In reality, the companions unanimously agreed upon the prohibition of music and song but allowed particular exceptions specified by the authentic sunnah. Many authentic narrations (aathaar) traced to the various sahaabah bear witness to this. For example, it is authentically related by Al-Bayhaqi that the companion, Abdullah bin Masood said, "Singing sprouts hypocrisy in the heart as rain sprouts herbs and greens." As was related in an earlier portion of this treatise, when he was questioned regarding the meaning of the words {lahwal hadeeth}[104] he replied, "I swear by Him besides Whom there is no other god that it refers to singing."[105] He repeated it three times over to emphasize his belief that the words from the Quraan were a rebuke and censure of singing. In addition to this, the same view was held by the four rightly-guided caliphs, the fuqahaa among the sahaabah such as Ibn Abaas, Ibn Umar and Jaabir bin Abdullah, as well as the general body of sahaabah (may Allah be pleased with them all).[106] Anyone who claims differently is requested to bring proof. It is further requested that it be an authentically-reported, clear and unambiguous text that it relate specifically to the point of dispute (mahallun nizaa).

The View of the Taabi'een, Imams and Scholars after Them[edit]

The view held by the companions was generally adhered to by the taabi'een and their followers, the four imams and the great majority of dependable Islamic scholars up to the present time. From among the taabi'een and their followers, there are such authorities as Mujaahid, Ikrimah, An-Nakha'i and Al-Hassan Al-Basri.[107]

Imam Abu Haneefah[edit]

Imam Abu Haneefah[108] has perhaps the harshest view of the four famous Imams of jurisprudence. His school of thought is the strictest, for he detested singing and considered it sinful. As for his disciples, they have explicitly confirmed the prohibition of listening to all musical amusements and pastimes, including wind instruments (mazaameer),[109] all types of tambourines, hand drums (dufoof)[110] and even the striking of sticks(al-qadeeb). They have asserted that such actions constitute disobedience to Allah and that the performer of such action is sinful, therefore necessitating rejection of his testimony.[111] They have further stated that it is incumbent upon the Muslim to struggle to avoid listening to such things, even if he were passing by or stationed near them (without any willful intention). Abu Haneefah's closest disciple, Abu Yoosuf, stated that if the sound of musical instruments (ma'aazif) and amusements (malaahi) were heard coming from a house, the house could be entered without permission of its owners.[112] The justification for this is that the command regarding the prohibition of abominable things (munkaaraat) is mandatory, and cannot be established if such entering rests upon the permission of the residents of the premises.[113] This is the madhhab (position) of the rest of the Kufic scholars as well, such as Ibraheem An-Nakha'i, Ash-Sha'bi, Hammaad and Ath-Thowri. They do not differ on this issue. The same can be said of the general body of jurisprudence of Al-Basrah.[114]

Imam Maalik[edit]

It is related by Ibnul-Jowzi that Ishaaq bin 'Eesaa At-Tabba'a asked Imaam Maalik bin Anas,[115] the leading jurisprudent of Madeenah, about the view of the people of Madeenah regarding singing (ghinaa). He replied, "In fact, that is done by the sinful ones." Abut-teeb At-Tabari said, "As for Maalik bin Anas, he truly did prohibit singing and listening to it." He further related that Maalik said, "If one purchased a slave-girl[116] and found her to be a professional singer, he could return her to the original owner for reimbursement on the claim of having found fault in the merchandise."[117] The ruling of prohibition (tahreem) is generally agreed upon by the scholars of Madeenah. The Maaliki jurisprudence and commentator, Al-Qurtubi, reports Ibn Khuwayz Mandaad as saying that Imam Maalik had learned singing and music as a small boy until his mother encouraged him to leave it for a study of the religious sciences. He did, and his view became that such things were prohibited.[118] Al-Qurtubi confirmed Maalik's view by saying that the only exception to this general ruling was the type of innocent songs such as those sung to placate the camels during travel, or during hard labor or boredom or during times of festivity and joy, such as the 'Eed days and weddings - the latter to the accompaniment of a simple daff (hand drum). Al-Qurtubi then said, "As for that which is done in our day, by way of the [blameworthy] innovations [bidah] of the Sufi mystics in their addition to hearing songs to the accompaniment of melodious instruments such as flutes, string instruments, etc., such is haraam [forbidden].[119]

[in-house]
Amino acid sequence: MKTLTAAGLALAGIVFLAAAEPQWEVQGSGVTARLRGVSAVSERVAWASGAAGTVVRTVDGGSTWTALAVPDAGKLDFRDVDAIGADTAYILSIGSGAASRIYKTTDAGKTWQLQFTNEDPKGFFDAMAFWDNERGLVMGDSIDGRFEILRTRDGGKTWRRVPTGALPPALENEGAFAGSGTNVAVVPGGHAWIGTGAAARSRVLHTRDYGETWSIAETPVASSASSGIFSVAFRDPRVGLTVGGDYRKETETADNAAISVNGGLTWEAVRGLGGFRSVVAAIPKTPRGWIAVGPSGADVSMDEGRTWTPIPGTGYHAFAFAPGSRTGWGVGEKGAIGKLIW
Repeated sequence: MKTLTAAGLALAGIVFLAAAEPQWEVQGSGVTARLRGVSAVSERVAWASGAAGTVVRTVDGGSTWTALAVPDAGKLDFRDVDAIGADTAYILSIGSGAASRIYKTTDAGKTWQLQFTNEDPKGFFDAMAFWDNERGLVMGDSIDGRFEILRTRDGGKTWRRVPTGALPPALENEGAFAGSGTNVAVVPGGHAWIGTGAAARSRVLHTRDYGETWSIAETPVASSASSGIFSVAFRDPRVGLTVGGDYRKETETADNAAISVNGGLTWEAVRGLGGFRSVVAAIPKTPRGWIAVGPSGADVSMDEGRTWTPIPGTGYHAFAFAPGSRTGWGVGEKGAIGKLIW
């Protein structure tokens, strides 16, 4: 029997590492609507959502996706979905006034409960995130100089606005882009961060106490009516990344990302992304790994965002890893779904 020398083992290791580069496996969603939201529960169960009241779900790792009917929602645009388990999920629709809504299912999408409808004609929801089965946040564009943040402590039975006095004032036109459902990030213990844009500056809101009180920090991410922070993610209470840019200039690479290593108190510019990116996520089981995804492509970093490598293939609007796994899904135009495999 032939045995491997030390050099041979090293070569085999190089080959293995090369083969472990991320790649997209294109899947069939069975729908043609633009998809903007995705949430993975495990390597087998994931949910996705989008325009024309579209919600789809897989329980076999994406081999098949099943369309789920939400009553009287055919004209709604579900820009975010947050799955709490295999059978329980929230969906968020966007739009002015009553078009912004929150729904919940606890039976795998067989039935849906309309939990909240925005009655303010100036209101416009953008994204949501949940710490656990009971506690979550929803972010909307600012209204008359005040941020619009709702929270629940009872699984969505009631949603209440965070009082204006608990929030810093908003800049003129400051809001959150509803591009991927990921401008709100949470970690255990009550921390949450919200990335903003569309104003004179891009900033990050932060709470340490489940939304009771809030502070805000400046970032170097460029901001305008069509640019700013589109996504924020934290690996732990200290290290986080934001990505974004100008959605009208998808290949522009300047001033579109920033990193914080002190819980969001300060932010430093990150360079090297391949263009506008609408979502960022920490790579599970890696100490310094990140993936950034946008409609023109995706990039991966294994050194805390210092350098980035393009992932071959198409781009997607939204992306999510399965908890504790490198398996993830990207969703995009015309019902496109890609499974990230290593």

Imam Ash-Shaafi'ee[edit]

In the book, Aadaabul Qadaa, Ash-Shaafi'ee[120] is reported as saying, "Verily, song is loathsome [makrooh]; it resembles the false and vain thing [al-baatil]. The one who partakes of it frequently is an incompetent fool whose testimony is to be rejected."[121] His closest and most knowledgeable disciples clearly stipulate that his position on this issue is that of prohibition (tahreem) and they rebuke those who attribute its legality to him.[122] This is confirmed by the later Shafi'ite scholar, Ibn Hajar Al-Haythami. He related that one of Ash-Shaafi'ee's disciples, Al-Haarith Al-Muhaasibi (d.243 H) said, "Song is haraam, just as the carcass [maytah][123] is." Furthermore, the statement that singing is haraam is found in the treatise, Ash-Sharh Al-Kabeer, by the authoritative Shafi'ite scholar, Ar-Raafi'ee (d.623 H.). This is further corroborated by the accomplished Shafiiite jurisprudent, Imam An-Nawawi (d.676 H.) in his Rowdah.[124] Such is the correct view of the dependable scholars of the Shafi'ite madhhab. However, due to limited knowledge and personal fancy and desire, a few of their latter-day scholars disagree with this view.[125]